ENDECA_EXCLUDE_START
Skip to main content
ENDECA_EXCLUDE_END

Oyster "Po' Mi" Sandwich

The Food in my Beard Recipe by

Oyster "Po' Mi" Sandwich

A cross between a Vietnamese Banh Mi and a New Orleans Po' Boy.

(0 comments)
  • Prep Time 30 min
  • Total Time 60 min
  • Servings 3
Error occurred while adding to favorites Error occurred while removing from favorites X

Oyster "Po' Mi" Sandwich

1
Baguette
24
Oysters
1/2
Cup Flour
1/2
Cup Cornmeal
Cucumber
Cilantro
1/4
Cup Mayo
1/4
Cup Sriracha
PICKLED VEGETABLES
3
Large Carrots
2
Cloves Garlic
1
Large Daikon Radish
2
Tablespoons Sugar
2
Cups Vinegar

Directions

  • 1 Make the pickled carrot and daikon mixture: Shred the carrots and daikon radishes with either a food processor or a julienne peeler. Stuff into a jar. A leftover pickle or mustard jar is what I usually use. Tuck in your garlic cloves. Bring the vinegar to a simmer. Stir in the sugar. Pour the vinegar over the veggies and seal. Let it sit about an hour, and shake it up every once in awhile.
  • 2 Mix the flour with the cornmeal and add some salt.
  • 3 Shuck the oysters. Be careful, and make sure you use a strong knife and thick gloves!
  • 4 Toss the oysters in the flour mixture and drop into 350 degree oil (use a deep fry thermometer and a sturdy pot). Fry for about two and a half minutes. Strain and dry.
  • 5 Slice the cucumbers. Mix the sriracha and mayo together.
  • 6 Build your sandwich by slicing the baguette in half and layering on the spicy mayo, cucumbers, fried oysters, pickled veg, and cilantro.
  • 7 I like to make this as one very long sandwich filling the whole baguette, then slice off more manageable pieces for dining companions.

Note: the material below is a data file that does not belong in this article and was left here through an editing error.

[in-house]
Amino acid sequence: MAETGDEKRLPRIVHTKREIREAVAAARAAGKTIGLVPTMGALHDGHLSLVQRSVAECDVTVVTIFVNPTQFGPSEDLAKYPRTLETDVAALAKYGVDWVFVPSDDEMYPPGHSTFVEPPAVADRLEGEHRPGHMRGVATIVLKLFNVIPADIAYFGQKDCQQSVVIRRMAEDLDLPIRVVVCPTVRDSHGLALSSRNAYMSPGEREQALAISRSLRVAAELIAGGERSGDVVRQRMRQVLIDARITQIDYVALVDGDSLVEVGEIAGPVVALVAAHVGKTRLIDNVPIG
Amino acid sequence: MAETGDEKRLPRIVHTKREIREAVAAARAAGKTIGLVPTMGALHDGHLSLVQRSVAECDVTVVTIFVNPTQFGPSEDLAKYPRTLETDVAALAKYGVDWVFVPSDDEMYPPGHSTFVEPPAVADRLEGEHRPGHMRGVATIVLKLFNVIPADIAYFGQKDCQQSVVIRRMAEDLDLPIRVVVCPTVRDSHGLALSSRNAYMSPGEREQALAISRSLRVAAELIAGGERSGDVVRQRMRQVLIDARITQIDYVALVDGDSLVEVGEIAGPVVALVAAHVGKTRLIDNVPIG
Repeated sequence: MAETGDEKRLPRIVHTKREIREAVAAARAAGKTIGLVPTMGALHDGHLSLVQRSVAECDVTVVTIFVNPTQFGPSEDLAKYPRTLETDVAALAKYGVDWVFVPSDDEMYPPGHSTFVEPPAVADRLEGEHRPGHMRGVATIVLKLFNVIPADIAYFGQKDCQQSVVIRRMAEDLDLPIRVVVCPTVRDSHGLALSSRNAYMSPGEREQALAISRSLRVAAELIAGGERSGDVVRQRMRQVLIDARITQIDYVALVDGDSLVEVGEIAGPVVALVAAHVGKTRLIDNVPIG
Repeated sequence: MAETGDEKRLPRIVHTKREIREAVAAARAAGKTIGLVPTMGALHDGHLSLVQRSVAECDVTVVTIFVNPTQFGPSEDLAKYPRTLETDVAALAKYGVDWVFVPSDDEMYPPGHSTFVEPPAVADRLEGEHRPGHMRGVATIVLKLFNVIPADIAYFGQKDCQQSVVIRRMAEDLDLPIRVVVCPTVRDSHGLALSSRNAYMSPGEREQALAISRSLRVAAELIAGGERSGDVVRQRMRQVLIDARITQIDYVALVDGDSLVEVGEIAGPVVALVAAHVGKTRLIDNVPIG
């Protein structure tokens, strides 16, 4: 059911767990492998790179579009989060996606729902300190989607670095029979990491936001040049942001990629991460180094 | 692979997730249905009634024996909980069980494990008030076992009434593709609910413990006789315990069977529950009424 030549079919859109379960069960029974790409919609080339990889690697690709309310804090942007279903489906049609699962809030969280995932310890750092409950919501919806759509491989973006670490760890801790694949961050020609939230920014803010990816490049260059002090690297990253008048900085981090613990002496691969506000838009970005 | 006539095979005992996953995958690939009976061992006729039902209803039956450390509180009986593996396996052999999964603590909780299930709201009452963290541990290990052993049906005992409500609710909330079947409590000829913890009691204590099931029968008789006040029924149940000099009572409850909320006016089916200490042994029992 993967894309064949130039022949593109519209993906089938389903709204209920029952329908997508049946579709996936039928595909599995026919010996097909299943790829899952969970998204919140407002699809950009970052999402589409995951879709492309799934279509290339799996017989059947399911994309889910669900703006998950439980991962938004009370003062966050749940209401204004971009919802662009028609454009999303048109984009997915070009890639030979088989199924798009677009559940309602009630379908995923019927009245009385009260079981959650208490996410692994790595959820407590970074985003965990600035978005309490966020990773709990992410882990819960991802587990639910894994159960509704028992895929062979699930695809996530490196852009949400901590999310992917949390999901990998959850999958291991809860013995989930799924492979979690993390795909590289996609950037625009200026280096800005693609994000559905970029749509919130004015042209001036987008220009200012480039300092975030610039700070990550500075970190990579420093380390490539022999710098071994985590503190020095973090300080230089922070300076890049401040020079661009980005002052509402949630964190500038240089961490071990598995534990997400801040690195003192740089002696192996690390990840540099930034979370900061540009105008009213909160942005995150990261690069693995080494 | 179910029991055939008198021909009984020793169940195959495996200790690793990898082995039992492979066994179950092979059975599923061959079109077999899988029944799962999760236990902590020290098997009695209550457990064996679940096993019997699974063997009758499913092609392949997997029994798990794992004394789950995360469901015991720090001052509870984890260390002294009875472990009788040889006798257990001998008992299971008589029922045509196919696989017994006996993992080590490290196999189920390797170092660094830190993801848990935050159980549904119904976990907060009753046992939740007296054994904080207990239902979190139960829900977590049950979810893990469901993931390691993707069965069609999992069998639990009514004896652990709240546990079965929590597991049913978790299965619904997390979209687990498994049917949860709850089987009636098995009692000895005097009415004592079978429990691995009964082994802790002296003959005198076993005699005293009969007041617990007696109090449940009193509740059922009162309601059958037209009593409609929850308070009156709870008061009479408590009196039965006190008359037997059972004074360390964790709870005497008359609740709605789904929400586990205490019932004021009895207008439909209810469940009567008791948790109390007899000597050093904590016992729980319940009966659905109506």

See Post

Oyster "Po' Mi" Sandwich  

As prepared by The Food in my Beard

Po’ Boy and Banh Mi sandwiches both came about when French people inhabited a new part of the world and started cooking with local ingredients.


These two sandwiches aren't that different really, so I decided to bring them together for a new sandwich I like to call The Po’ Mi.

There isn't really anything po’ about this sandwich however. Oysters are expensive!

But even though I was saying po’ mi at the check out line, any regrets were out the window as I was savoring this internationally delicious sandwich.

Pickling carrots and daikon radishes

Pickled carrots and daikon are an important part of a banh mi sandwich. They are easy to make and only need to sit for an hour or so to develop some really good flavor! Just shred up your carrots and daikon using a julienne peeler or a food processor. Next, pour some boiling vinegar over them and an hour later you have a tasty sandwich topping that can stay over a week in the fridge.

Oysters

I personally had never worked with oysters, but I have eaten plenty in my day!

Shucking oysters

They key to shucking oysters is not necessarily a sharp knife, but a strong knife, and of course, protection for your hand.

Dipping oysters

Dip your oysters in a mixture of flour and cornmeal. They should be wet and sticky enough to hold the breading on their own without the help of an egg wash.

Dipped oyster

Frying/fried oysters

A quick fry is all they need to come out juicy, crispy, and ocean fresh.

Mayo and sriracha spread on top

I mixed mayo and Sriracha to make the condiment for this sandwich.

Finished Po' Mi sandwich

All the rest of the banh mi toppings complete this tasty sandwich inspired by French, Vietnamese, and Creole cooking.



Dan Whalen considers himself a student of food puns. He has been blogging for over four years at The Food in my Beard; check Dan's Tablespoon profile often to try his recipes with creative international spins!
See Recipe
More To Explore
powered by ZergNet

Comments (0)

Add a Comment

See something fishy? Let us know. We'll take down any content that violates our Community Guidelines.

Report Abuse

Oh no! What's wrong?





Thank you for your report.
ENDECA_EXCLUDE_START
FOLLOW TABLESPOON

The place to feed your fix for recipes, food hacks, how-tos and party ideas.

ENDECA_EXCLUDE_END